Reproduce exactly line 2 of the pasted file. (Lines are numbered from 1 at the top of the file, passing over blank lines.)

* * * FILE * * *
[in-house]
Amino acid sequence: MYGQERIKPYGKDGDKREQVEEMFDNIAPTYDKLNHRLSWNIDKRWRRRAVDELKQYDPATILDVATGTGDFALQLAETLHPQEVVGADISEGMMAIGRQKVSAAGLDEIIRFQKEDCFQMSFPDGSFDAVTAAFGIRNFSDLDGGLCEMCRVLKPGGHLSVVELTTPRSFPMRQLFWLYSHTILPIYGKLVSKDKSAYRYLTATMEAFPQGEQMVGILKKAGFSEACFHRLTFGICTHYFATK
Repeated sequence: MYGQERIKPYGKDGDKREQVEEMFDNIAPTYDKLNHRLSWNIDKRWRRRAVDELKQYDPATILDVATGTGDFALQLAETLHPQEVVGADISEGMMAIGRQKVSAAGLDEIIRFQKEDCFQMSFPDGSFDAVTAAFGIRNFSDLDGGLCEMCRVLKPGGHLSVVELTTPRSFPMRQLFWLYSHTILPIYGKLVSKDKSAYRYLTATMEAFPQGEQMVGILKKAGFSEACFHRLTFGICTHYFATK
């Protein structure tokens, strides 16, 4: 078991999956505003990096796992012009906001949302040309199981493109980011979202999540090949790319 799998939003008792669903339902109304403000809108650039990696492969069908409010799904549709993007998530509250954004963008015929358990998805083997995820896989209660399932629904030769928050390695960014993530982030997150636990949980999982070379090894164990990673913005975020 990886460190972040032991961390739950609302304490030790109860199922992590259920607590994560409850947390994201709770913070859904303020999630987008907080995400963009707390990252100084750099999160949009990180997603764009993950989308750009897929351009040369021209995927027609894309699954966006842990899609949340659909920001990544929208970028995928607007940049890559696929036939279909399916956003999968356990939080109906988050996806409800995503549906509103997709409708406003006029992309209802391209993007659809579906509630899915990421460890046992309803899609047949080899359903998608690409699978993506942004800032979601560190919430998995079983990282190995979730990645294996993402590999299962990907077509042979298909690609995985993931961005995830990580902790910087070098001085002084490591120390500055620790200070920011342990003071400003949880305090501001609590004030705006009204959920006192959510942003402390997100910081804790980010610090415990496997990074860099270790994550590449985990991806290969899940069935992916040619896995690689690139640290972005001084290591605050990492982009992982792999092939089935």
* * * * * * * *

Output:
Amino acid sequence: MYGQERIKPYGKDGDKREQVEEMFDNIAPTYDKLNHRLSWNIDKRWRRRAVDELKQYDPATILDVATGTGDFALQLAETLHPQEVVGADISEGMMAIGRQKVSAAGLDEIIRFQKEDCFQMSFPDGSFDAVTAAFGIRNFSDLDGGLCEMCRVLKPGGHLSVVELTTPRSFPMRQLFWLYSHTILPIYGKLVSKDKSAYRYLTATMEAFPQGEQMVGILKKAGFSEACFHRLTFGICTHYFATK